Please report citation or reference errors to , or , if you are the registered author of the cited work, log in to your RePEc Author Service profile, click on "citations" and make appropriate adjustments.:

as in new window
  1. Jushan Bai & Serena Ng, 2000. "Determining the Number of Factors in Approximate Factor Models," Boston College Working Papers in Economics 440, Boston College Department of Economics.
  2. Seung C. Ahn & Alex R. Horenstein, 2013. "Eigenvalue Ratio Test for the Number of Factors," Econometrica, Econometric Society, vol. 81(3), pages 1203-1227, 05.
  3. Richard, Jean-Francois & Zhang, Wei, 2007. "Efficient high-dimensional importance sampling," Journal of Econometrics, Elsevier, vol. 141(2), pages 1385-1411, December.
  4. Susanto Basu & Brent Bundick, 2012. "Uncertainty Shocks in a Model of Effective Demand," NBER Working Papers 18420, National Bureau of Economic Research, Inc.
  5. Kilian, Lutz, 2006. "Not All Oil Price Shocks Are Alike: Disentangling Demand and Supply Shocks in the Crude Oil Market," CEPR Discussion Papers 5994, C.E.P.R. Discussion Papers.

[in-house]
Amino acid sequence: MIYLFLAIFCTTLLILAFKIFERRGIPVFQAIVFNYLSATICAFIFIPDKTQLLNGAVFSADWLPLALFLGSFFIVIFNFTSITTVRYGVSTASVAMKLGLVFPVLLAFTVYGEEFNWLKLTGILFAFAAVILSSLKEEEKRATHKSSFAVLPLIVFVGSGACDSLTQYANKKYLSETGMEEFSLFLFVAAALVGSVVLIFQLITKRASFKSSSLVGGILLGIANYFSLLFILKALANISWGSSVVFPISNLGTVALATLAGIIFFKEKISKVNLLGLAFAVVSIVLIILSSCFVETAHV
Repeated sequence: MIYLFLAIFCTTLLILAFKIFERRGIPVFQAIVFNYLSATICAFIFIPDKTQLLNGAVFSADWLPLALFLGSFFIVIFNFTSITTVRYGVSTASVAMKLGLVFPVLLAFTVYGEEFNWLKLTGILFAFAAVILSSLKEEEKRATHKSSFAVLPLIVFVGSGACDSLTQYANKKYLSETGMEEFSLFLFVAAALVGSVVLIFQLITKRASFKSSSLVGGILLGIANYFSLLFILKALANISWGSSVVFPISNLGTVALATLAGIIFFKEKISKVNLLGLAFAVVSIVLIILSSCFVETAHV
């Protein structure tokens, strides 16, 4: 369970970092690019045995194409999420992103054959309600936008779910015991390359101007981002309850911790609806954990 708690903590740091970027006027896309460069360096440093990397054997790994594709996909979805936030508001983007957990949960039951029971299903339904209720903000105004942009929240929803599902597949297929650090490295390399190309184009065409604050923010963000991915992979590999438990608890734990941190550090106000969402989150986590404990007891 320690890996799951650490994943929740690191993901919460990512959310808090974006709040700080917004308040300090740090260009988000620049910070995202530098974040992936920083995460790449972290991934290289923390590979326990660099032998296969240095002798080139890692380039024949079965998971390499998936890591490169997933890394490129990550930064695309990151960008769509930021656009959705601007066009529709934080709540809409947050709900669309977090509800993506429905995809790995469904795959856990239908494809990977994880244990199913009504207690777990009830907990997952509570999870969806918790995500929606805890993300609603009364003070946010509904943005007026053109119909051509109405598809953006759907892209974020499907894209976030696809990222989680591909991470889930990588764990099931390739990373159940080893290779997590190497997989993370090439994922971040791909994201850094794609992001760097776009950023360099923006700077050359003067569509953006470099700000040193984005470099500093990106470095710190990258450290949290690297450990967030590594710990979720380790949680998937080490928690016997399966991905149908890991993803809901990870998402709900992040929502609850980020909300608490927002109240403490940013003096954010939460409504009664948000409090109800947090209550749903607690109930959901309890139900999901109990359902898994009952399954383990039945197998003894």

6. Kose, M. Ayhan & Otrok, Christopher & Prasad, Eswar, 2008. "Global Business Cycles: Convergence or Decoupling?," IZA Discussion Papers 3442, Institute for the Study of Labor (IZA).
  7. Bachmann, Rüdiger & Bayer, Christian, 2013. "‘Wait-and-See’ business cycles?," Journal of Monetary Economics, Elsevier, vol. 60(6), pages 704-719.
  8. Nicholas Bloom, 2007. "The Impact of Uncertainty Shocks," NBER Working Papers 13385, National Bureau of Economic Research, Inc.
  9. Mario Forni & Domenico Giannone & Marco Lippi & Lucrezia Reichlin, 2008. "Opening the Black Box: Structural Factor Models with Large Cross-Sections," Working Papers ECARES 2008_036, ULB -- Universite Libre de Bruxelles.
  10. Rüdiger Bachmann & Christian Bayer, 2011. "Uncertainty Business Cycles - Really?," NBER Working Papers 16862, National Bureau of Economic Research, Inc.
  11. Forni, Mario & Gambetti, Luca, 2008. "The Dynamic Effects of Monetary Policy: A Structural Factor Model Approach," CEPR Discussion Papers 7098, C.E.P.R. Discussion Papers.